The relief at Anfield was palpable Liverpool beat Everton, with those watching from the media dissecting an ugly victory.
As has become the norm, the Reds never really got going in a Saturday 12.30pm game, but they still had enough to see off the Blues, 2-0 at Anfield.
The Egyptian then made it 2-0 in the dying seconds, finishing off a swift counter-attack involving Darwin Nunez, and derby success was sealed.
Here’s how the media assessed Liverpool’s win:
It wasn’t pretty, but some were still impressed…
This Is Anfield‘s Mark Delgado praised Liverpool’s ability to battle through 12.30pm games this season:
“Last season it was often noted that we fared terribly in early kick-offs, failing to win any of our six at 12:30pm.
“That ignores two factors though; few teams have to play them as regularly as we do, and the Reds were garbage in a lot of games last term, regardless of kick-off time.
“Despite that upturn in points, it was a fairly dismal atmosphere for too long in the derby, something long noted in early Premier League matches and not just at our ground.”
Andy Hunter of the Guardian admitted that it wasn’t convincing stuff by Liverpool:
“The records will read another routine derby win for Liverpool, their 99th in total and 14th in the past 24 Premier League encounters at Anfield, plus another defining contribution from Mohamed Salah.
The Independent‘s Richard Jolly felt Young’s red card proved to be the pivotal moment in the game:
“It tends to be the derby of the dismissals. The red side won in part because of a red card and, if the time when the meetings of the two halves of Merseyside were known as the ‘friendly derby’ feels increasingly distant, these days the sendings-off are stacking up.
“There can be a tendency to pin results on referees, to say decisions changed games; yet that suggests players are powerless.
“Yet Young was complicit in his own downfall. Two cautions were the consequence of his choices. Of such a vintage that he was born a couple of months after Howard Kendall’s Everton won their first Division 1 title and that he is a former teammate of his 52-year-old manager Sean Dyche, Young should have shown a greater sense of responsibility.”
The Liverpool Echo‘s Ian Doyle felt Liverpool struggled against 10 men, but praised Klopp’s tactical tweaks:
“If there’s one team who knows all about the difficulty about playing against a team reduced to 10 men this season, it’s Liverpool.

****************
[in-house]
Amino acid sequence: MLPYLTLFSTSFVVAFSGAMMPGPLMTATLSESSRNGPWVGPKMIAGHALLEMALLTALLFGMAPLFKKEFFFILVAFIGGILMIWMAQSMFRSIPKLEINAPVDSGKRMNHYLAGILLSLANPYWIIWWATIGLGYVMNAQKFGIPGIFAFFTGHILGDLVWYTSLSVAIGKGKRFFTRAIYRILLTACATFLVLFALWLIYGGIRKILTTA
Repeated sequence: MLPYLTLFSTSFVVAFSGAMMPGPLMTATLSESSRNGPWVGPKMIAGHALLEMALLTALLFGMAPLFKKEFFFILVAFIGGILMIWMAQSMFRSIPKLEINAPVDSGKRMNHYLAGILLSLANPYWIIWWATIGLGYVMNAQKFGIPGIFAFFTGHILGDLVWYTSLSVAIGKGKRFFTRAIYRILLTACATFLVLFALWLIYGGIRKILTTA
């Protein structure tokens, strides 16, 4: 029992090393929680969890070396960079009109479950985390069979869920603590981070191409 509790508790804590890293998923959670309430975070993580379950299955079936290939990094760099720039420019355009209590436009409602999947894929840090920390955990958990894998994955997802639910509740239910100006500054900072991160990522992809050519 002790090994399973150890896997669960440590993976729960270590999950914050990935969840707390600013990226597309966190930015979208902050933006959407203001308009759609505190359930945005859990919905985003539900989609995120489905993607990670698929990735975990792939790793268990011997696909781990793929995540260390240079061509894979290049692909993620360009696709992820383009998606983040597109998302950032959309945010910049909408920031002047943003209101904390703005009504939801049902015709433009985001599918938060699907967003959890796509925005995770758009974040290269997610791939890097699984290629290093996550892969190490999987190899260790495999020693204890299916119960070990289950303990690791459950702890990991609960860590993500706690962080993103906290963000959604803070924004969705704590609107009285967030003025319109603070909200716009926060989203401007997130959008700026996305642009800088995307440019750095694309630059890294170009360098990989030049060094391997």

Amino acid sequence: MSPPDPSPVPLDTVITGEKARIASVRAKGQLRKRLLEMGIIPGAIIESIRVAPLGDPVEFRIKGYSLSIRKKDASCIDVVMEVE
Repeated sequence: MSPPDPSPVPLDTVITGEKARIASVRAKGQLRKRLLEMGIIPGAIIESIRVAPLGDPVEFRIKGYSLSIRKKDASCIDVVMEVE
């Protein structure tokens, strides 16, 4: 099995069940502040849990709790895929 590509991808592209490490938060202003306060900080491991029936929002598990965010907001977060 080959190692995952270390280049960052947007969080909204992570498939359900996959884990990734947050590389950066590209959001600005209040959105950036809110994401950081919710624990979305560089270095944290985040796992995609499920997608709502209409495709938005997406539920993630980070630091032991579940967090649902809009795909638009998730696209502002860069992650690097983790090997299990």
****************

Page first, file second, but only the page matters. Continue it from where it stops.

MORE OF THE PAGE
“But rather than inflicting frustration on opponents for a fourth time in nine Premier League games, this time the Reds found themselves on the receiving end.
“And the annoyance among the majority at Anfield was becoming increasingly palpable as Jurgen Klopp’s side struggled to break down a well-drilled Everton, despite the visitors being reduced to 10 men before half-time.”
The focus was on Salah, but others stood out…
Delgado was full of praise for the Egyptian King:
“It wasn’t Mo’s best game of the season, but his effectiveness level continues to be through the roof at Anfield – albeit thanks to the penalty spot and Darwin Nunez‘s selflessness this time around.
“This match marked four home Premier League games in a row in which he has scored. And, in the last 13 home league matches, he has found the back of the net in 12 of them, notching up 14 goals in that time.
“Not content with just bagging, he’s also a creator these days. In the only game of that 13-match run in which he didn’t score, Salah did assist someone instead – Roberto Firmino‘s late equaliser against Aston Villa.
“The No.11 remains an incredible source of goals and points for the Reds and, even when not at his very best, can still prove a match-winner. With 105 goals, the Egyptian now has more goals at Anfield than Steven Gerrard and Kenny Dalglish.”
— Lewis Steele (@LewisSteele_) October 21, 2023
Meanwhile, Harry Sherlock of GOAL also delved into the Hungarian’s performance:
“Always looked to move the ball forward. Was exceptional in the first-half and had more than one attempt from range, but his influence faded as Everton attempted to shore things up following Young’s red card.”
“Looked incredibly sharp on his first Premier League start, frequently exhibiting his close control and press retention in tight areas. Influence waned a little in the second and was replaced by Elliott.”